When a temporary working clone cannot be created due to e.g. the mirror not being available yet or a cloning failure because of missing credentials, a status condition of type ChartFetched will be recorded on the HelmRelease resource with the returned error.

Note

You can pin a chart to a specific version by changing the .ref to a tag or commit hash.

Authentication

Unauthenticated cloning from Git repositories is possible for public Git repositories by making the Helm Operator fetch them over HTTP/S. It is however likely that most of the time you will be using a Git repository chart source, some form of authentication is required before the repository can be accessed by the Helm Operator.

Tip

Because the Helm Operator does not perform any write operations on the Git repository, credentials with read permissions are always sufficient.

SSH

For Git over SSH the Helm Operator makes use of private keys available in the container. Because of this, any HelmRelease under the management of a Helm Operator instance has access to the same repositories once a private key has been provided and no additional configuration is required for the resource itself other than defining the Git repository in the .chart.repo.

To provide a private key to be used for Git operations over SSH, put the key in a secret under the entry identity:

kubectl create secret generic flux-git-deploy \
    --from-file=identity=<path to key file>

Next, mount it into the Helm Operator container as shown in the example deployment.

The default ssh_config that ships with the Helm Operator's Docker image expects an identity file at /etc/fluxd/ssh/identity, which is where it will be if you just uncomment the blocks from the example.

Providing multiple private keys

If you are using more than one repository, you may need to provide more than one private key. In that case, you can create a secret with an entry for each key and mount that as well as an ssh_config file mentioning each key as an IdentityFile in /root/.ssh.

For example, to provide different credentials for github.com and bitbucket.org you would create a ssh_config file looking like this:

Host github.com
    HostName github.com
    User git
    IdentityFile <github private key path>
    IdentitiesOnly yes

Host bitbucket.org
    HostName bitbucket.org
    User git
    IdentityFile <bitbucket private key path>
    IdentitiesOnly yes

Note

The IdentitiesOnly ensures that only the IdentityFile for the Host is used and any other identity files known are ignored.

Multiple private keys for Git repositories on the same host

There is one caveat to the example illustrated above; due to the fact that permissions are being handled by the Git server and not SSH itself, any public key known to the Git server will result in a successful login while the private counterpart it belongs to may not actually have access to the Git repository that is targeted. This poses a problem when you have multiple repositories on the same Git server with a dedicated private key per repository.

The workaround is to use an alias for the Host value, and then use this as a replacement for the hostname in the defined Git repository URL of the HelmRelease:

Host github-repository1
    HostName github.com
    User git
    IdentityFile <repository specific private key path>
    IdentitiesOnly yes
spec:
  chart:
    git: [email protected]:org/repo
    ref: master
    path: charts/podinfo

HTTPS

For Git over HTTPS the Helm Operator offers two ways of providing credentials.

Per-resource credentials using .chart.secretRef

To provide HTTPS credentials per HelmRelease resource you can make use of a secretRef in the .chart and a secret with a username and password. The defined secret is retrieved from Kubernetes and appended to the .chart.git URL before starting the Git mirror.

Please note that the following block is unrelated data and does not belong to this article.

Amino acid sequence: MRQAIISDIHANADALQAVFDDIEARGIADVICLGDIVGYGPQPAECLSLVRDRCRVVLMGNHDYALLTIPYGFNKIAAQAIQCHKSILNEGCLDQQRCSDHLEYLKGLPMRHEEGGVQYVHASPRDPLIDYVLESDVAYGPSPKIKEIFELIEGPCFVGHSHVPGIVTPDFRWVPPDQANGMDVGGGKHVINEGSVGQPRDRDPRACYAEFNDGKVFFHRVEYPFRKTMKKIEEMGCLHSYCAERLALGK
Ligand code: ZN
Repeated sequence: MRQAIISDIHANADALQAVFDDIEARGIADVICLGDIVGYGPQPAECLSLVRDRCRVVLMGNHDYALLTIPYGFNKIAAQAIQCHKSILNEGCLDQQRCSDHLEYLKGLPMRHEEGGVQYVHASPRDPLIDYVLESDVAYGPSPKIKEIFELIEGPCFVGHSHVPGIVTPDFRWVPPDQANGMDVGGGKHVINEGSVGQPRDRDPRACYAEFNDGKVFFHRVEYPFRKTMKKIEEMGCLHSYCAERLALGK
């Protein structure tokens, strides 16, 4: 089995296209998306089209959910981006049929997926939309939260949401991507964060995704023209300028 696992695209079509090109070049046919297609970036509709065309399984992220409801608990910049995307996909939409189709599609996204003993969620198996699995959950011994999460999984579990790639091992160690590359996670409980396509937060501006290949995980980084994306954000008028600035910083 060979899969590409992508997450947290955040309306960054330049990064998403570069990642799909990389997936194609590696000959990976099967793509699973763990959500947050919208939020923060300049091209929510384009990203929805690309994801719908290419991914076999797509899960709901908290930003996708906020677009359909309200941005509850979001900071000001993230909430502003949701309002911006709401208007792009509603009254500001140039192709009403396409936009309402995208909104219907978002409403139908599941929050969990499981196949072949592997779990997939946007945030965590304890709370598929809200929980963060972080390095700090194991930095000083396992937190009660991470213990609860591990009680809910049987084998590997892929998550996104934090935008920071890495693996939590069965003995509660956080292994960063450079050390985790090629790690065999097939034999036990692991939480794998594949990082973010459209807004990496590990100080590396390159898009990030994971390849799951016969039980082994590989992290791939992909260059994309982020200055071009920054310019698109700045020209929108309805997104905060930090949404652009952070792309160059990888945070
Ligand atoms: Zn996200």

First, create a secret with the username and password that give access to the Git repository:

kubectl create secret generic git-https-credentials \
    --from-literal=username=<username> \
    --from-literal=password=<password>

Now, add the reference to the secret to the .chart:

spec:
  chart:
    git: https://github.com/org/repo
    ref: master
    path: charts/podinfo
    secretRef:
      name: git-https-credentials
Global credentials using .netrc

It is also possible to provide HelmRelease resources access to global credentials via a .netrc file mounted in the /root/ directory of the Helm Operator container.

Caution

This approach suffers essentially from the same caveat as mentioned for Git over SSH.

To provide credentials for github.com, you would create a .netrc file like this:

machine github.com
login <username>
password <password>

After mounting the file from a secret, you can then define the plain HTTPS URL of the Git repository in your HelmRelease:

spec:
  chart:
    git: https://github.com/org/repo.git
    ref: master
    path: charts/podinfo

Dependency updates

For a chart from a Git repository the Helm Operator runs a dependency update by default, this is done through an action that equals to helm dep update. You may want to disable this behaviour, for example because your dependencies are already in git, to do so set skipDepUpdate to true in .chart:

spec:
  chart:
    git: [email protected]:org/repo
    ref: master
    path: charts/podinfo
    skipDepUpdate: true

Notifying the Helm Operator about Git changes

As earlier laid out in this guide the Helm Operator fetches the upstream of mirrored Git repositories on the configured --git-poll-interval (defaults to 5 minutes). In some scenarios (think CI/CD), you may not want to wait for this interval to pass.

To help you with this the Helm Operator serves a HTTP API endpoint to instruct it to immediately refresh all Git mirrors:

$ kubectl port-forward deployment/flux-helm-operator 3030:3030 &
$ curl -XPOST http://localhost:3030/api/v1/sync-git
OK

Warning

The HTTP API has no built-in authentication, this means you either need to port forward before making the request or put something in front of it to serve as a gatekeeper.